Srinagar: In the heart of Srinagar, barely two kilometres away from the holy shrine of Hazrat Bal, tension between government forces and residents has intensified, with those staying in Tailbal, Guffurbutt region, alleging that personnel belonging to the Central Reserve Police Force (CRPF) and Jammu and Kashmir Police (JKP) ransacked their homes and even looted gold and money in a series of midnight raids early this month.
The residents also alleged that amidst the raids, the forces fired pellet guns, most of which were faced by women, as the men had fled their homes fearing detention.
When Newsclick visited the area, Zulfi Akhtar, a 21-year-old woman, said: "The police and CRPF entered our house in a night raid, which lasted for over four hours beginning at 2 in the morning."
Narrating her ordeal, she said, "They kept a pistol on my neck. There were no young men in the house as they had fled to save themselves from being detained. The women in the house were asked stay in one room. They snipped our curtains, took gold and even the material needed for Pashmina weaving, which cost over a lakh. My mother and sister were beaten up. The children who were asleep, were also beaten up.”
Pointing at a child from her family, Zulfi said: "This child had over seven pieces of glass on his body when we found him. If they did not do justice to him, how do I expect justice for anyone else?
Describing the “ransacking”, Akhtar's neighbour, Aadil, sitting in his verandah, said: "There were many people who had fled the colony once they found out about the raids. There was an atmosphere of terror. My mother was at home, while the rest of us were in a hospital as my sister—law was about to deliver a child. They went to every room and ransacked it, took away all the money that was kept in the locker, broke our TV sets, fridge and even the bed.”
Aadil claimed the "move was pre-planned and the forces came in with the sole purpose to loot and scare us.” He added: “I had kept some money in my books that were taken away and torn. We had some gold worth over a lakh of rupees, which was also taken away. They also broke down the taps in the bathrooms which we later had to restore."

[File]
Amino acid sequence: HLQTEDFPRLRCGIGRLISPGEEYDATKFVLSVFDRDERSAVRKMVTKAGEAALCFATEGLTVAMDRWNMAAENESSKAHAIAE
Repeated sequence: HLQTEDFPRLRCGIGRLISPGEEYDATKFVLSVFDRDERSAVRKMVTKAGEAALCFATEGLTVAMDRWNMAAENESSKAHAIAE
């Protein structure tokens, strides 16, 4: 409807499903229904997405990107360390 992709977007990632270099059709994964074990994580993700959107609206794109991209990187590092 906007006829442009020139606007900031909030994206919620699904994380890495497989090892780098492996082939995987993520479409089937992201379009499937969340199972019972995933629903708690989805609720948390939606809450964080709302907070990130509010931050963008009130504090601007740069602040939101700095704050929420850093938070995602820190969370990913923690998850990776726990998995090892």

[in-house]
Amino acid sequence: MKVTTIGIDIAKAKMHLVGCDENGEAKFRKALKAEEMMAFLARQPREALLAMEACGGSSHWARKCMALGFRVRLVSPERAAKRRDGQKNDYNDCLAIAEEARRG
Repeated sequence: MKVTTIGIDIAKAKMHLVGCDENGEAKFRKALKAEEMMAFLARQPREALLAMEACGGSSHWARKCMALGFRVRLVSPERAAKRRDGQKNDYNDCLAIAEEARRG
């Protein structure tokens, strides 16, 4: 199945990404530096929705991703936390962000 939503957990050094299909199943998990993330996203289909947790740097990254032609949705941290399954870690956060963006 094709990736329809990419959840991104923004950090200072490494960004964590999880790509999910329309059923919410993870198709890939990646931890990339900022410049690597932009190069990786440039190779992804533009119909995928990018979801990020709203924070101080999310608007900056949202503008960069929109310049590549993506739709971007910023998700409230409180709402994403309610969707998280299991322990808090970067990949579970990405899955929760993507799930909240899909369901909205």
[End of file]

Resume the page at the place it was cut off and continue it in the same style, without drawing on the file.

Earlier, too, the area has witnessed stone-pelting and has been the epicenter of clashes between the forces and local residents, who said they had to resort to stone-pelting in order to ensure that the firing from the forces was stopped.
Speaking with NewsClick, a woman who said she had been injured in the firing said: "I was standing outside my house when the uniformed men fired at my leg. Some men picked me up and took me home. I was in extreme pain, as the bullet wound was too deep and painful. I have spent over ₹20,000 to get treated after the injury. We don't have enough money to spend on this, as my only one son is a daily wager."
Following the crackdown by the forces, young girls in the area are now becoming a face of resistance, chanting slogans and taking out marches.
Iqra*, one of the protesters, alleged that "not just the ransacking and detentions, even our Maulvi who used to teach us, was taken away, adding that “girls were abused and threatened, and they even used cuss words to verbally harass us.” She said some older women were hit by pellets, adding that “We will not take this lying down. We will protest against this regime and force them to give us back the Article (370), which is our identity."
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